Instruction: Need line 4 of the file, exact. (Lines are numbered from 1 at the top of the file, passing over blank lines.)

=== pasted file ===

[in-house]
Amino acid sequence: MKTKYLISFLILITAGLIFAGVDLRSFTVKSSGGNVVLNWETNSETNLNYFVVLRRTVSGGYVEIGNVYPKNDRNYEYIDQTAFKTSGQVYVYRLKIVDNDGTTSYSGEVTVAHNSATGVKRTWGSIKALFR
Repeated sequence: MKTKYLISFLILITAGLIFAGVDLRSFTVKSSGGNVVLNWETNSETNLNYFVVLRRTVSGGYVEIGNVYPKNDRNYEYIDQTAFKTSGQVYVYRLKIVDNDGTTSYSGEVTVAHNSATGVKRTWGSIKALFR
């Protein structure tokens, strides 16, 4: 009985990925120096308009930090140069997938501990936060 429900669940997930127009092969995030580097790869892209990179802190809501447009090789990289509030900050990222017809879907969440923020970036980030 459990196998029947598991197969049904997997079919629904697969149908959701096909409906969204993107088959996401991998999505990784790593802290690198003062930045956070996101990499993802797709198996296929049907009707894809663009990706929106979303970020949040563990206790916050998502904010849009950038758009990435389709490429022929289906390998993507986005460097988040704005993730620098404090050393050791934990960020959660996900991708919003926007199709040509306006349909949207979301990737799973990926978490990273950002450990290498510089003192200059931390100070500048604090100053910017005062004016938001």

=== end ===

């Protein structure tokens, strides 16, 4: 009985990925120096308009930090140069997938501990936060 429900669940997930127009092969995030580097790869892209990179802190809501447009090789990289509030900050990222017809879907969440923020970036980030 459990196998029947598991197969049904997997079919629904697969149908959701096909409906969204993107088959996401991998999505990784790593802290690198003062930045956070996101990499993802797709198996296929049907009707894809663009990706929106979303970020949040563990206790916050998502904010849009950038758009990435389709490429022929289906390998993507986005460097988040704005993730620098404090050393050791934990960020959660996900991708919003926007199709040509306006349909949207979301990737799973990926978490990273950002450990290498510089003192200059931390100070500048604090100053910017005062004016938001």